The Revolution, according to Gil Scott-Heron, won’t be dictated by the government or by corporations. To make that point clear, he ridicules various government officials: “The revolution will not show you pictures of Nixon / Blowing a bugle and leading a charge by John Mitchell, General Abrams and Spiro Agnew to eat / Hog maws confiscated from a Harlem sanctuary.” Mocking the claims made in advertisements, Gil Scott-Heron notes that the Revolution (unlike Ultra Brite, Schick, and other brands) “will not give your mouth sex appeal / The revolution will not get rid of the nubs / The revolution will not make you look five pounds thinner, because the revolution will not be televised, Brother.” Denouncing popular television shows of the time, Scott-Heron says in the song: “Green Acres, The Beverly Hillbillies, and Hooterville Junction will no longer be so goddamn relevant, and women will not care if Dick finally screwed Jane on Search for Tomorrow because black people will be in the street looking for a brighter day.” Despite the song’s outdated allusions, The New Yorker called it a “classic that sounds as subversive and intelligent now as it did when it was new” (Wilkinson).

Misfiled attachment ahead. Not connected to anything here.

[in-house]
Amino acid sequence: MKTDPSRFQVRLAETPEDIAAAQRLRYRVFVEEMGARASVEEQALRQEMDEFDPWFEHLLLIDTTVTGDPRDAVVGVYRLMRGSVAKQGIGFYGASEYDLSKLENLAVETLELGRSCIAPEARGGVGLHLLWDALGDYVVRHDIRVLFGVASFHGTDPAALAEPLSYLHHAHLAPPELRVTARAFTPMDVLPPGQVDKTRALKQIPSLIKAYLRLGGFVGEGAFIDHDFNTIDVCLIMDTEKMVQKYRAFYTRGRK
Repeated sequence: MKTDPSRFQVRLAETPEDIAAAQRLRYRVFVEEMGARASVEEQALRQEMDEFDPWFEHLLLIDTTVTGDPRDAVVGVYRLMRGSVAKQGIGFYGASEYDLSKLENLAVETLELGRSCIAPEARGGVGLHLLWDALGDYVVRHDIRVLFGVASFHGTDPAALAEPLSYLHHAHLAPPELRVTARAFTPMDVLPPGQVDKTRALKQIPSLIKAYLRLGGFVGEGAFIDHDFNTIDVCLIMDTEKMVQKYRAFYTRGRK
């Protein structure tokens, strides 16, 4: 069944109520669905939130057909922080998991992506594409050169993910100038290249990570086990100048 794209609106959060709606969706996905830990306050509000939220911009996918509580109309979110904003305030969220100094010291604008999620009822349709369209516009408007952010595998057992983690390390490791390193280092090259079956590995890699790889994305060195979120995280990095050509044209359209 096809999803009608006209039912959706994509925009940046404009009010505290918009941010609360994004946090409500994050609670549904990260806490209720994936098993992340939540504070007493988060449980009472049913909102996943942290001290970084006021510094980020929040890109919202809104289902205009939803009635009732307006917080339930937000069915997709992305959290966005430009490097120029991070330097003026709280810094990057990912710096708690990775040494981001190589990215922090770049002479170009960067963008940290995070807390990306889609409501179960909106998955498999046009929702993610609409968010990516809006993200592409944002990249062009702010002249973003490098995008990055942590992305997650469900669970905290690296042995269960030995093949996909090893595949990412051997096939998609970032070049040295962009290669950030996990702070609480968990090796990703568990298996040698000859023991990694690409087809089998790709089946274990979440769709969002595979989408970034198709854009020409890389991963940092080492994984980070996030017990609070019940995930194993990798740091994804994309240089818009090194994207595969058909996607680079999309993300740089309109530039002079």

Repetition is probably the most obvious and arguably the strongest rhetorical device that Scott-Heron used the most in the poem. Perhaps ironically, in the same way that advertisements constantly emphasize a single slogan, Gil Scott-Heron repeats the song’s title – “The Revolution Will Not Be Televised” – throughout the song. While many of his allusions act as denunciations, that specific line, as Scott-Heron has explained in interviews, captures the song’s message: “You have to change your mind before you change the way you live and the way you move… The thing that’s going to change people is something that no one will ever be able to capture on film. It will just be something you see and all of a sudden you realize, ‘I’m on the wrong page’” (Rap Genius).
In conclusion, “The Revolution Will Not Be Televised” helped Gil Scott-Heron cement his title as “The Godfather of Rap” and the “Inventor of Rap” (The Nation, New Statesman). According to legendary Public Enemy member Chuck D, Scott-Heron laid the groundwork for hip-hop MCs to “do what we do and how we do” (“The”). Scott-Heron’s “unique proto-rap vocal style” over “bare-bones arrangements featuring pounding basslines and stripped-down drumbeats” heavily influenced the culture of hip-hop and “set the stage for rap as a form of sociopolitical expression for the masses” (Azpiri) (MacArthur). Aided by the use of slang, allusions, humor, and repetition, Gil Scott-Heron’s “The Revolution Will Not Be Televised” not only captured the feelings of a specific time in history, but helped forged the future as well.